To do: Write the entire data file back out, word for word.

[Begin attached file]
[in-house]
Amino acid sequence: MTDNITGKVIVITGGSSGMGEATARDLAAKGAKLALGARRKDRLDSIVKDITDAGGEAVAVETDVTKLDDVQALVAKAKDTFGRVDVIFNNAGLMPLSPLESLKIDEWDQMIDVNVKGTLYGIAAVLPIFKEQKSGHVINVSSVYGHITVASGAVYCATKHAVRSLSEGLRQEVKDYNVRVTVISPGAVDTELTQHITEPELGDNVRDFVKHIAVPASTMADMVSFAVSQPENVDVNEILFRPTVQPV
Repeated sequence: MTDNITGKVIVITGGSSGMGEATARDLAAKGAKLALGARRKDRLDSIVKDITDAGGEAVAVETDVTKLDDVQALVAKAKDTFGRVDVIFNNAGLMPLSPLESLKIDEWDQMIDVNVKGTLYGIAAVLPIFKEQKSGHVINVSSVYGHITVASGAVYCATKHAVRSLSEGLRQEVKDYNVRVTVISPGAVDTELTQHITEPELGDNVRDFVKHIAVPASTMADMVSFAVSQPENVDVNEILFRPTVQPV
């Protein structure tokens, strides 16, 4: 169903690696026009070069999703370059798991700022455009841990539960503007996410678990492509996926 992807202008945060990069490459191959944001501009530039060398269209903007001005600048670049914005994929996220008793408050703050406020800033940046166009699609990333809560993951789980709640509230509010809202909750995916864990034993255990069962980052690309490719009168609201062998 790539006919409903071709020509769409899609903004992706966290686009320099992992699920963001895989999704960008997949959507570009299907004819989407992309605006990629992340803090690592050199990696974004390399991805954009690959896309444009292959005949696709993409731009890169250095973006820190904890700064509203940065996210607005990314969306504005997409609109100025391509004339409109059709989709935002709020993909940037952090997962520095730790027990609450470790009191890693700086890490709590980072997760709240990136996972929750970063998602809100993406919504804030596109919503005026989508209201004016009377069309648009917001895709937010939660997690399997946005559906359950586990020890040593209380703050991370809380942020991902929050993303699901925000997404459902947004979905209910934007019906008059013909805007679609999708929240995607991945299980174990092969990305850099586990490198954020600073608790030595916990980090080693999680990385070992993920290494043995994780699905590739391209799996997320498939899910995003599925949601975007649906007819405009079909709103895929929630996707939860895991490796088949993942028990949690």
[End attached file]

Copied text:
[in-house]
Amino acid sequence: MTDNITGKVIVITGGSSGMGEATARDLAAKGAKLALGARRKDRLDSIVKDITDAGGEAVAVETDVTKLDDVQALVAKAKDTFGRVDVIFNNAGLMPLSPLESLKIDEWDQMIDVNVKGTLYGIAAVLPIFKEQKSGHVINVSSVYGHITVASGAVYCATKHAVRSLSEGLRQEVKDYNVRVTVISPGAVDTELTQHITEPELGDNVRDFVKHIAVPASTMADMVSFAVSQPENVDVNEILFRPTVQPV
Repeated sequence: MTDNITGKVIVITGGSSGMGEATARDLAAKGAKLALGARRKDRLDSIVKDITDAGGEAVAVETDVTKLDDVQALVAKAKDTFGRVDVIFNNAGLMPLSPLESLKIDEWDQMIDVNVKGTLYGIAAVLPIFKEQKSGHVINVSSVYGHITVASGAVYCATKHAVRSLSEGLRQEVKDYNVRVTVISPGAVDTELTQHITEPELGDNVRDFVKHIAVPASTMADMVSFAVSQPENVDVNEILFRPTVQPV
């Protein structure tokens, strides 16, 4: 169903690696026009070069999703370059798991700022455009841990539960503007996410678990492509996926 992807202008945060990069490459191959944001501009530039060398269209903007001005600048670049914005994929996220008793408050703050406020800033940046166009699609990333809560993951789980709640509230509010809202909750995916864990034993255990069962980052690309490719009168609201062998 790539006919409903071709020509769409899609903004992706966290686009320099992992699920963001895989999704960008997949959507570009299907004819989407992309605006990629992340803090690592050199990696974004390399991805954009690959896309444009292959005949696709993409731009890169250095973006820190904890700064509203940065996210607005990314969306504005997409609109100025391509004339409109059709989709935002709020993909940037952090997962520095730790027990609450470790009191890693700086890490709590980072997760709240990136996972929750970063998602809100993406919504804030596109919503005026989508209201004016009377069309648009917001895709937010939660997690399997946005559906359950586990020890040593209380703050991370809380942020991902929050993303699901925000997404459902947004979905209910934007019906008059013909805007679609999708929240995607991945299980174990092969990305850099586990490198954020600073608790030595916990980090080693999680990385070992993920290494043995994780699905590739391209799996997320498939899910995003599925949601975007649906007819405009079909709103895929929630996707939860895991490796088949993942028990949690």